mvm.

music in review. music in discussions.


we’re weird enough, and we’re catchy enough.

In a dramatic twist of every event listening to a new music artist or venturing into a wormhole of an unknown indie playlist, I always sit, listen and come to the conclusion: “hey, this band sounds like Pixies.” In fact, now that I mention it, they all do.

That’s because I wouldn’t doubt that every one of these indie rock bands who are either settling into their music – or are yet to find out their sound – have their influence pinned directly into the heart of Pixies.

Culturally emphatic and era-defining in more ways than music, Pixies redefined the imagery of alternative rock and decorated into a reformed sense of a Pixie trick of underground garage. Cold and heartless where necessary but oddly satisfying on some cherry-pickers, Pixies‘ collection since their debut in ’87 has been consistently reinventing the alternative wheel with their inventiveness and their vivid colours, especially with ’89s, Doolittle, an album that is formally known to perhaps everyone who ventured into the oddity of alternative music and underground garage music.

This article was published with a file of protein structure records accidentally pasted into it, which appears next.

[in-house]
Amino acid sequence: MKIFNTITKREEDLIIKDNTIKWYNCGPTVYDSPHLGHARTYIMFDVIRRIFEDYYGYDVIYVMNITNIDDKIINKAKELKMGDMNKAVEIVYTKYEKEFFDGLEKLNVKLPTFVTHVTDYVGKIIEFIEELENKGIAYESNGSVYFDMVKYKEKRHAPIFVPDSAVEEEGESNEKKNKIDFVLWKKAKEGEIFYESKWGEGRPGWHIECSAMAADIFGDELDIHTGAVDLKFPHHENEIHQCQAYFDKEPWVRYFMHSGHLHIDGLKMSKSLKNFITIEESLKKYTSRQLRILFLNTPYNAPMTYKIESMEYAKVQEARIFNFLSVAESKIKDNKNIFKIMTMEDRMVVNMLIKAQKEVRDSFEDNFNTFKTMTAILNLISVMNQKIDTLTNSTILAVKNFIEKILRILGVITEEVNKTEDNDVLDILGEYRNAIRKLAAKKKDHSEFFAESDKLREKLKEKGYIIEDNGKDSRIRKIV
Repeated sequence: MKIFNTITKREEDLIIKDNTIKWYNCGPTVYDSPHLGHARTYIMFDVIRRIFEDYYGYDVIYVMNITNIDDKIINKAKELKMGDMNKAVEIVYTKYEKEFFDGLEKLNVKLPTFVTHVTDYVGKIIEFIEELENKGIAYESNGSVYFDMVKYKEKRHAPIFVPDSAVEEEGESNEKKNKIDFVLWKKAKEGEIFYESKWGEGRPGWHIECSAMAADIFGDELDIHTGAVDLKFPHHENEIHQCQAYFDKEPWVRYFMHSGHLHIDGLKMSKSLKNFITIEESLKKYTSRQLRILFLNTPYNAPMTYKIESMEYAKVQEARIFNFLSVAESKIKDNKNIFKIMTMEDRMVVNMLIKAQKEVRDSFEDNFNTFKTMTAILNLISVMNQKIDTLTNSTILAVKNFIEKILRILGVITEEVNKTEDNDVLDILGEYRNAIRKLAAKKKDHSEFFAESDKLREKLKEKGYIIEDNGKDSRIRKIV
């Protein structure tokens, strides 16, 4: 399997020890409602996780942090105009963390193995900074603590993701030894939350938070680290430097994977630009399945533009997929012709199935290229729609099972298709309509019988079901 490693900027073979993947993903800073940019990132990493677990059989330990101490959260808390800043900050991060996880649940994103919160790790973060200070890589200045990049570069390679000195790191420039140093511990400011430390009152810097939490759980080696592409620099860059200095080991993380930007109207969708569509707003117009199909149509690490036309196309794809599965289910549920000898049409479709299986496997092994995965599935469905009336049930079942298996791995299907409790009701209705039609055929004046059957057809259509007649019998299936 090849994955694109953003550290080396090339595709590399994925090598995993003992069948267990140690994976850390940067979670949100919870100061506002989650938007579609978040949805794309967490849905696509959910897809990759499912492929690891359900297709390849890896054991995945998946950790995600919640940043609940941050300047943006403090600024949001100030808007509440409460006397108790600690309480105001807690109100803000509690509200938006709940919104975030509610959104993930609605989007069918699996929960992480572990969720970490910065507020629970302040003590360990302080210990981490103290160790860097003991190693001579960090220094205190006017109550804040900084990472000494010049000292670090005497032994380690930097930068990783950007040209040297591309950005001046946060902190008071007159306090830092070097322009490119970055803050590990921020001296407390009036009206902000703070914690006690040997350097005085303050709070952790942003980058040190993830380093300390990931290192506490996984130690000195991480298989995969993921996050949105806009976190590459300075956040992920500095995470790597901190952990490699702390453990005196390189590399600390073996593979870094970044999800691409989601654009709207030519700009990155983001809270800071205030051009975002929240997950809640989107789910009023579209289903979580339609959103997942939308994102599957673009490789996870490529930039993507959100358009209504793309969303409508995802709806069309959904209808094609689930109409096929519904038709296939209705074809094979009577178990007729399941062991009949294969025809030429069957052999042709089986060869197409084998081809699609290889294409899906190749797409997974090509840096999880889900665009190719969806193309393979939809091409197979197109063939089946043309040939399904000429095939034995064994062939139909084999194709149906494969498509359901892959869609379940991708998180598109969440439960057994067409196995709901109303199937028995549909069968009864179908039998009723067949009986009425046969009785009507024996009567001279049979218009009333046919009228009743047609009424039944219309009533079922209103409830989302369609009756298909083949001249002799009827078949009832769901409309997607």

The lengthy numbers of Debaser, Hey, Wave of Mutilation and of course, Here Comes Your Man makes it the go-to soundtrack for the ravished ’90s.

This monkey’s gone to heaven‘: Dolittle album cover ’89.

Even their most recent album release a year ago in 2020, Beneath the Eyrie just shows that they’ve still got it. The perfect four-set combo of squealing guitars, broiled vocals and brutal drum-lines is aesthetically available here too, with Beneath the Eyrie. It’s almost like they’ve been writing music for over 40 years. Oh wait, they have.

6 responses to “The Influence of: Pixies”

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